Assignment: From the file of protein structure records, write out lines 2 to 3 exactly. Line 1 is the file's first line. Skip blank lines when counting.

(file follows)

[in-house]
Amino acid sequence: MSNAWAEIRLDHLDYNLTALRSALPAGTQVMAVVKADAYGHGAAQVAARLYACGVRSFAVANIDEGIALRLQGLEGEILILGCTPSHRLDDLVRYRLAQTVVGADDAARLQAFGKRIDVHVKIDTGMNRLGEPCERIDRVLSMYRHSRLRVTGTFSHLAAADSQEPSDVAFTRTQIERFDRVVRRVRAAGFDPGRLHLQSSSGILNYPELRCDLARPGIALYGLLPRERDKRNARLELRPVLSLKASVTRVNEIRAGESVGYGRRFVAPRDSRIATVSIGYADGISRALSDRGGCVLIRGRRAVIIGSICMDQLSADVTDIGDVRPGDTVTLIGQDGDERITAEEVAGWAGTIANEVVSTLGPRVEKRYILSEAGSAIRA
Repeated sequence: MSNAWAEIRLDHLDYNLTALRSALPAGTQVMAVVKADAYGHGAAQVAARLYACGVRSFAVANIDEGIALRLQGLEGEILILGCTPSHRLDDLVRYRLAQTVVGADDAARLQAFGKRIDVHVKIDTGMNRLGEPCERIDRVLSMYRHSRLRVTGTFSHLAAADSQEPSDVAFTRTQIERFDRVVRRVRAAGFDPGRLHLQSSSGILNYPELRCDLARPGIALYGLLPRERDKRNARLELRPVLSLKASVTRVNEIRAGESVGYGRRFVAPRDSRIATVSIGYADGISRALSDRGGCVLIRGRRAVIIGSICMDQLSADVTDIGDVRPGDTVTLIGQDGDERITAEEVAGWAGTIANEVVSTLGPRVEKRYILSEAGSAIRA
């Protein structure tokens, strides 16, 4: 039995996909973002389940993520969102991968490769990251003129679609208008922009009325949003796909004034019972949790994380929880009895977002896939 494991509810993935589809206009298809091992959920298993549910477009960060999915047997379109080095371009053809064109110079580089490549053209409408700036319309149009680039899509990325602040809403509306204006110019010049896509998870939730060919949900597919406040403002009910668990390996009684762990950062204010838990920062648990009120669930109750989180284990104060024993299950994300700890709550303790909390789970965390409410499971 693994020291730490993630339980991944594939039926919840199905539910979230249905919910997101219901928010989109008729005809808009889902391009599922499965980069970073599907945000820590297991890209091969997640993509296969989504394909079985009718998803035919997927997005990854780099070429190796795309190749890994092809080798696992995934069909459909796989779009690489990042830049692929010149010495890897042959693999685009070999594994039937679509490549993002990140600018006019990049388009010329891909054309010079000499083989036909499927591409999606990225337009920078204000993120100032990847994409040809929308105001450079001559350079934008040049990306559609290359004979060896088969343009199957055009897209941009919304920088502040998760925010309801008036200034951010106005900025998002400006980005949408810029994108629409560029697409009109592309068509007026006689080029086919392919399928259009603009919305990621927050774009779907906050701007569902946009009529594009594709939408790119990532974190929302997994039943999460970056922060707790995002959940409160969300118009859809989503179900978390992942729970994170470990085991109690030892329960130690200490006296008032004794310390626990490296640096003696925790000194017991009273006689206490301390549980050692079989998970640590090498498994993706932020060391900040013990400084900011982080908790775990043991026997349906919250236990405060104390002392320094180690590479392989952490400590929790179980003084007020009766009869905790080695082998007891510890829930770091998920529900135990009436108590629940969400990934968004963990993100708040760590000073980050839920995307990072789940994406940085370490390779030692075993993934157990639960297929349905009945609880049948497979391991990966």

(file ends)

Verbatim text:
Amino acid sequence: MSNAWAEIRLDHLDYNLTALRSALPAGTQVMAVVKADAYGHGAAQVAARLYACGVRSFAVANIDEGIALRLQGLEGEILILGCTPSHRLDDLVRYRLAQTVVGADDAARLQAFGKRIDVHVKIDTGMNRLGEPCERIDRVLSMYRHSRLRVTGTFSHLAAADSQEPSDVAFTRTQIERFDRVVRRVRAAGFDPGRLHLQSSSGILNYPELRCDLARPGIALYGLLPRERDKRNARLELRPVLSLKASVTRVNEIRAGESVGYGRRFVAPRDSRIATVSIGYADGISRALSDRGGCVLIRGRRAVIIGSICMDQLSADVTDIGDVRPGDTVTLIGQDGDERITAEEVAGWAGTIANEVVSTLGPRVEKRYILSEAGSAIRA
Repeated sequence: MSNAWAEIRLDHLDYNLTALRSALPAGTQVMAVVKADAYGHGAAQVAARLYACGVRSFAVANIDEGIALRLQGLEGEILILGCTPSHRLDDLVRYRLAQTVVGADDAARLQAFGKRIDVHVKIDTGMNRLGEPCERIDRVLSMYRHSRLRVTGTFSHLAAADSQEPSDVAFTRTQIERFDRVVRRVRAAGFDPGRLHLQSSSGILNYPELRCDLARPGIALYGLLPRERDKRNARLELRPVLSLKASVTRVNEIRAGESVGYGRRFVAPRDSRIATVSIGYADGISRALSDRGGCVLIRGRRAVIIGSICMDQLSADVTDIGDVRPGDTVTLIGQDGDERITAEEVAGWAGTIANEVVSTLGPRVEKRYILSEAGSAIRA